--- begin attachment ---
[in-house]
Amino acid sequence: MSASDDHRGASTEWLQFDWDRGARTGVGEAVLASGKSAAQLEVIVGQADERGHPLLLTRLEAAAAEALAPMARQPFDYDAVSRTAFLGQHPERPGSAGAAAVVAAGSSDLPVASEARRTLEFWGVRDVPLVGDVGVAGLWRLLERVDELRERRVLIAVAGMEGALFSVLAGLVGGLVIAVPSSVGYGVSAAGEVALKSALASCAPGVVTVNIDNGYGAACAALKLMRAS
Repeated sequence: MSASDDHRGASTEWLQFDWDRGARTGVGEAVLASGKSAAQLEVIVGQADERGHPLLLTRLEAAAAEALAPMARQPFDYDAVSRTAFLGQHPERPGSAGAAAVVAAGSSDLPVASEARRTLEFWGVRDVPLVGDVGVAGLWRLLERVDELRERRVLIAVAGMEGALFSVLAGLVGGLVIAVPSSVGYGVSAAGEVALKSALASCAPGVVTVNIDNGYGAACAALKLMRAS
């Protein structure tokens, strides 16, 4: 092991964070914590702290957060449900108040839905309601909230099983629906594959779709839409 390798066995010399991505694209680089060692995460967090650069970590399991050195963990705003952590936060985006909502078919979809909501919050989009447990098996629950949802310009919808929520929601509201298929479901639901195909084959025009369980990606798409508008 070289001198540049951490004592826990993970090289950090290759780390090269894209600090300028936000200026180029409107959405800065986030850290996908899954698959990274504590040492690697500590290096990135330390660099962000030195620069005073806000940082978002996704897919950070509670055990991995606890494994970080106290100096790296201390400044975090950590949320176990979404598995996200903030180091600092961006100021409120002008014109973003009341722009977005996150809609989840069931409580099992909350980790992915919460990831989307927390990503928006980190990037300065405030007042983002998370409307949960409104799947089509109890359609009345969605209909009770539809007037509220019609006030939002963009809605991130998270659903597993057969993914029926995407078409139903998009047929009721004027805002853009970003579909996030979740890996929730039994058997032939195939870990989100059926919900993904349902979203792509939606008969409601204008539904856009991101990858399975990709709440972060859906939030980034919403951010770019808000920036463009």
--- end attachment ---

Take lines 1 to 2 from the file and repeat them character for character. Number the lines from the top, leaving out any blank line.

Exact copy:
[in-house]
Amino acid sequence: MSASDDHRGASTEWLQFDWDRGARTGVGEAVLASGKSAAQLEVIVGQADERGHPLLLTRLEAAAAEALAPMARQPFDYDAVSRTAFLGQHPERPGSAGAAAVVAAGSSDLPVASEARRTLEFWGVRDVPLVGDVGVAGLWRLLERVDELRERRVLIAVAGMEGALFSVLAGLVGGLVIAVPSSVGYGVSAAGEVALKSALASCAPGVVTVNIDNGYGAACAALKLMRAS